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Pinocchio Review

Other Critics provided by

Critics scores range from 0 to 100, with higher scores indicating more favorable reviews.

  • 1.0

    out of 100

    Overwhelming dislike
    based on a weighted average of all
    critic review scores.

  • 0

    out of 100

    Entertainment Weekly Owen Gleiberman

    Benigni's Pinocchio is meant to be adorable, but he comes off as less an enchanted puppet than as a harmlessly deranged middle-aged man prancing about in the kind of froufrou cream-colored pantsuit that Dinah Shore retired to her back closet in 1977.

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  • 30

    out of 100

    The New York Times A.O. Scott

    It's an oddity that will be avoided by millions of people, this new Pinocchio. Osama bin Laden could attend a showing in Times Square and be confident of remaining hidden.

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  • 40

    out of 100

    Variety David Rooney

    The spirit of the late Federico Fellini -- with whom Benigni talked of doing the project together -- surfaces repeatedly. But that spirit fails to enliven a film substantially lacking in personality, energy, magic and humor.

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For Families provided by Common Sense Media

OK for kids 8+

Live-action dubbed puppet story is creepy and lacks humor.

What Parents Need to Know

Parents need to know that this live-action Italian version of Pinocchio has many dark, confusing scenes; is (badly) dubbed into English; and, at nearly two hours, is very slow going. Characters are in jeopardy throughout: Some are injured, some appear dead for lengthy periods of time, and some actually are dead. Pinocchio has many narrow escapes -- from drowning, hanging, getting caught in an animal trap, being swallowed by a whale, and more. The movie's messages are heavy handed and repetitious, but eventually the naughty puppet does see the error of his ways.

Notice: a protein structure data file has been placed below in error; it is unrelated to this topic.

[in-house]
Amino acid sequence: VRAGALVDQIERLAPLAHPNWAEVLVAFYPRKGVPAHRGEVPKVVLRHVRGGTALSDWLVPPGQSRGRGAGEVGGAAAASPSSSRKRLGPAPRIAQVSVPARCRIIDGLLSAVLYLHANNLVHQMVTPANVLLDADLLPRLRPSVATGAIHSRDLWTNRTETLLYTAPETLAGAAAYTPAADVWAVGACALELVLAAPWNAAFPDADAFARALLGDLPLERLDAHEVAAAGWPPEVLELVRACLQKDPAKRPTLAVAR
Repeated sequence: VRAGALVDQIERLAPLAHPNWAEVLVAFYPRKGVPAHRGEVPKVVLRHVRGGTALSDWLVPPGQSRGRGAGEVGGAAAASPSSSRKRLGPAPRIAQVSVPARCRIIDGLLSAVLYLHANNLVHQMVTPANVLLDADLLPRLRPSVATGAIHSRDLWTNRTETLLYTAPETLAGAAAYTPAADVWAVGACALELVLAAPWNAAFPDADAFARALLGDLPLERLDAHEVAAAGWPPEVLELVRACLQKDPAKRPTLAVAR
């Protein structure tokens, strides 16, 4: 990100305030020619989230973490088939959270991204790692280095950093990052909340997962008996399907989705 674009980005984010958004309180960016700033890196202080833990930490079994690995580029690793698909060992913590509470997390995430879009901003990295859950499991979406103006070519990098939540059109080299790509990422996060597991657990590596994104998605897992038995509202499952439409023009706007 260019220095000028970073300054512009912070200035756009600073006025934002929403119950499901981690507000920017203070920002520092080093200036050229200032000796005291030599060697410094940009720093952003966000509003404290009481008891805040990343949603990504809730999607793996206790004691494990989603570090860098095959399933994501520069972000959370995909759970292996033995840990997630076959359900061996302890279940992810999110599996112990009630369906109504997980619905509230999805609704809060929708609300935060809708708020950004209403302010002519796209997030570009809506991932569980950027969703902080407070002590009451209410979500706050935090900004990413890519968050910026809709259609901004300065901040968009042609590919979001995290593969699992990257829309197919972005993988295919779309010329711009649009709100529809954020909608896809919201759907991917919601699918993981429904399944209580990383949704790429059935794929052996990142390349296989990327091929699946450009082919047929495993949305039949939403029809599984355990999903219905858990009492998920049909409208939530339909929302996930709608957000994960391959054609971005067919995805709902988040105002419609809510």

• Families can talk about the characters who encouraged Pinocchio to misbehave. What made Pinocchio listen to them and make bad choices? Kids: Who influences your choices? Are there people in your life or in the media who encourage breaking rules? How do you deal with them?
  • How does this version of Pinocchio compare to others you've read or seen?

The good stuff
  • educationalvalue true0

    Educational value: The movie is intended to entertain, not educate.

  • message true3

    Messages: Very clear messages throughout: Get-rich schemes never work, telling a lie is always bad, success is based on hard work and honesty, never break your promises, and always listen to your parents.

  • rolemodels true2

    Role models: The main character behaves badly many times; he's dishonest, naughty, and unruly. It takes repeated mistakes before he finally sees the light and becomes a caring, obedient, honest, and hardworking boy. Parental figures are warm-hearted and trusting to a fault. The many villains are all one-dimensional characters: selfish, greedy, and dishonest.

What to watch for
  • violence false3

    Violence and scariness: Many action sequences that could be frightening and confusing to kids. Characters die and/or get injured, and some then come back to life -- including Pinocchio (shown in shadows, hanging lifeless from a rope for several minutes), Gepetto (he disappears in the ocean after his boat capsizes and doesn't reappear until much later), and a young man who is turned into a donkey and ultimately dies. There are black-clothed, shadowy characters labeled "assassins" and "robbers" that threaten Pinocchio and laugh hideously. The traditional whale that swallows Pinocchio and his father is a scary creature with giant teeth. Also chases, falls, a runaway log wreaking havoc on a village, and fist fights.

  • sex false0

    Sexy stuff: Not an issue

  • language false1

    Language: "Nitwit," "nincompoop," and other insults.

  • consumerism false0

    Consumerism: Not an issue

  • drugsalcoholtobacco false0

    Drinking, drugs and smoking: Not an issue